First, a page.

The Sherlock GPS tracker is another new option on the horizon to follow your bike and hunt it down if it happens to get stolen. While it is no bomb that will deter thieves, it works by passively hiding in your bike and reporting back. Hidden (or stealthy) GPS trackers aren’t exactly a new idea, we’ve seen GPS-enabled lights, steerer-hidden devices, e-bike trackers, and combo tracker and alarm systems before (among others), but Sherlock aims to be different by stealthily sliding inside your handlebar, and providing user-friendly real-time tracking when paired with its mobile app. The Sherlock is being crowdfunded over at Indiegogo now, so roll past the break to see how it will work when it makes the leap into production.
Sherlock is promoting itself on four basic ideas: it can provide accurate tracking of your bike through its GPS locator and on-board GSM/GPRS mobile data connection; its compact and hidden design means that thieves are not likely to notice it; the unique ID between tracker and the mobile app can demonstrate to the police bike ownership to aid recovery; and it provides an easy to use all-in-one solution. Its developers have made it through their working prototype stage, but are using crowdfunding to finalize the design, and in-use testing so that they are ready to put the first devices into production.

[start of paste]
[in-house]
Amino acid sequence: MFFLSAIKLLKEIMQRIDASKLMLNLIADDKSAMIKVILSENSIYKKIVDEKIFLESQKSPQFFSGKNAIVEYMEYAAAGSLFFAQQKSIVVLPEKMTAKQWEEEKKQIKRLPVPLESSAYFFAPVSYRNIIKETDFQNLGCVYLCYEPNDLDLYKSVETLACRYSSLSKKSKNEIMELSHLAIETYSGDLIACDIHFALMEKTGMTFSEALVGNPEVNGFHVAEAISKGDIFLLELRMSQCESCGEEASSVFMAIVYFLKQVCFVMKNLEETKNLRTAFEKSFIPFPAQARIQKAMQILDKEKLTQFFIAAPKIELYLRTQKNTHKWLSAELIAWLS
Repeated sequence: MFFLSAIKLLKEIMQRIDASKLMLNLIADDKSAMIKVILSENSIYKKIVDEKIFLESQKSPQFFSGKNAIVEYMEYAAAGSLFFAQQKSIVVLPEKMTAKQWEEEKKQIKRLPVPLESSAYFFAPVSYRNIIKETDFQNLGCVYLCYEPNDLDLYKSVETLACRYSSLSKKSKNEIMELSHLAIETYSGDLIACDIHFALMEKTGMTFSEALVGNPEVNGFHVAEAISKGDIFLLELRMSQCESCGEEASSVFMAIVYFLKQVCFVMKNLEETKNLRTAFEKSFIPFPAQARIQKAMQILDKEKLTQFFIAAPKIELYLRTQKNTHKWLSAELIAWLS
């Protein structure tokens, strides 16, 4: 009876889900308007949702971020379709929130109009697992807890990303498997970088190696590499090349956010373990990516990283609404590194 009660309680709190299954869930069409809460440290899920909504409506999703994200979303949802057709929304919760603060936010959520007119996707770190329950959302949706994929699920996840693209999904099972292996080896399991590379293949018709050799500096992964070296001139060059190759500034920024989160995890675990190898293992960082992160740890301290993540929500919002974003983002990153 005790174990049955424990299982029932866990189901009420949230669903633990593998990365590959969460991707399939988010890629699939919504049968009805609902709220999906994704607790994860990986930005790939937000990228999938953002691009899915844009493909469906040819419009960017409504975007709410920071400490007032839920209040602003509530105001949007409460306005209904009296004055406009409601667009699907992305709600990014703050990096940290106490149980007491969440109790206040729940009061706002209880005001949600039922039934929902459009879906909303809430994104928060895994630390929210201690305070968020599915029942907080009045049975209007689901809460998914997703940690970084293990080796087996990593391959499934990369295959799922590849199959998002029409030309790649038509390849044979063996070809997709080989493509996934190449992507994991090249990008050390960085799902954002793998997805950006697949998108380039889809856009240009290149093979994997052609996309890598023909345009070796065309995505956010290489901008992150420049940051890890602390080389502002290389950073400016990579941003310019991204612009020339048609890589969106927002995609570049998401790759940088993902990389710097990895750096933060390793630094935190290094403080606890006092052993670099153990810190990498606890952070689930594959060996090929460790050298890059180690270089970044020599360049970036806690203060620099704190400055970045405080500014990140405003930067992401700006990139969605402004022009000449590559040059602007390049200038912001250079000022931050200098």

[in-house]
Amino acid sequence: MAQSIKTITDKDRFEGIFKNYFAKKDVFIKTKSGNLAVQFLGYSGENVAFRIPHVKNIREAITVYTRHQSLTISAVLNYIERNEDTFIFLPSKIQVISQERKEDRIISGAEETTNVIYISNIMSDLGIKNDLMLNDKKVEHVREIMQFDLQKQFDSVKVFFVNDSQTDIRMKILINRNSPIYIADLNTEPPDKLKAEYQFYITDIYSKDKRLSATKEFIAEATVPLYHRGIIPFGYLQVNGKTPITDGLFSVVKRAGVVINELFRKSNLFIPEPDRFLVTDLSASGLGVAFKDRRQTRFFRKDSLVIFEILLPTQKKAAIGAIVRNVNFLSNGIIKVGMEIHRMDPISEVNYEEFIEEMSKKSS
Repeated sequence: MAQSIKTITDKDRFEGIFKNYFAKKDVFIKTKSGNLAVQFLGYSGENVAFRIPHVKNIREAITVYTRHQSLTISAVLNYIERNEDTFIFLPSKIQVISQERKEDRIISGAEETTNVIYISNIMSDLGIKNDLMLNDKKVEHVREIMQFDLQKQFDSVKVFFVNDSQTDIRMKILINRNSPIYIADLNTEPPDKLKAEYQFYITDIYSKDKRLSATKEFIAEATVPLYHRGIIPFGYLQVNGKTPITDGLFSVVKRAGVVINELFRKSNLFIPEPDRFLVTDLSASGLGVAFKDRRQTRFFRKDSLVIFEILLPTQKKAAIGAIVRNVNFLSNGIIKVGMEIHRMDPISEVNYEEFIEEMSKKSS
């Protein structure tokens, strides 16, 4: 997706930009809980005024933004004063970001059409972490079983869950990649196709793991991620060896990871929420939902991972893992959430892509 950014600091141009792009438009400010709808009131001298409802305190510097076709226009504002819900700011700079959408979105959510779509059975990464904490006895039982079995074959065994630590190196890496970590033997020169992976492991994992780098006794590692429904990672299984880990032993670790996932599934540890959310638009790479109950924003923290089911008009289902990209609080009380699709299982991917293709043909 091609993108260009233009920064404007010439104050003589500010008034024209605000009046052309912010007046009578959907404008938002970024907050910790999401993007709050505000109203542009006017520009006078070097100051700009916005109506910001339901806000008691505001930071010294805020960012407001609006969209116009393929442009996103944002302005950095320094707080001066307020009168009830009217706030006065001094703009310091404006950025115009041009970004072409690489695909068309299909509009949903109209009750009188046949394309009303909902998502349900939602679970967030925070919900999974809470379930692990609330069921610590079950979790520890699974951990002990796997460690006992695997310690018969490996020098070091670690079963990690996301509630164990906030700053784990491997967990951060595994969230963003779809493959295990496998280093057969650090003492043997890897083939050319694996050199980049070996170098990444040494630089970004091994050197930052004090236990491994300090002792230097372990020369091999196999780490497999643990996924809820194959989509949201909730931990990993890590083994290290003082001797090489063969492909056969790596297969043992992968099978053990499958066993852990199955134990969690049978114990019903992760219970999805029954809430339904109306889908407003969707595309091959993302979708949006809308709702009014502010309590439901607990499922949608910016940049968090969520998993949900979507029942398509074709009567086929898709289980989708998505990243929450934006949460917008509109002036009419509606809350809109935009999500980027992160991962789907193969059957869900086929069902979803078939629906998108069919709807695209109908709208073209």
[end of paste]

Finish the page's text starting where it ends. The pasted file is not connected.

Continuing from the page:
To use the tracking features, just activate the GPS locator when you park the bike via the Bluetooth-connected mobile app (iOS or Android). Then whenever the bike moves, Sherlock will send an immediate alert, and let you live track the bike to precisely locate it within 5m/16ft.
Early bird support levels have already sold out on Indiegogo, but you can still pre-order one for 130€, with delivery expected not until January of 2017. Besides the hardware, to track your bike you will need a mobile data plan to log into the web-based tracking service (4€ per month), although some of the crowdfunding reward plans already bundle in mobile data.
The Sherlock GPS tracker itself isn’t all that cheap, but does get secured into the handlebar by means of a special keyed lock on the bar plug. Once it is installed in the bar it is pretty much invisible, looking just like a
regular locking bar plug. The idea is that thieves won’t know it is there to start with, so as long as your handlebar stays on the bike and the bar plugs don’t get pulled out, you should be able to track your ride down.
The 132mm/5.2″ long Sherlock is designed to be flexible enough that it should fit inside most bars, whether straight or curved. At just 50g it does just slide in to replace a standard plug, so it should be easy to use. Battery life is claimed at 1 week, and is to be regularly recharged via a microUSB port when you pull it out of the bike. And with a keyed locking mechanism that you’ll already be using to keep it charged, it’ll probably be easy to swap the Sherlock between bikes quickly to protect whatever you are riding.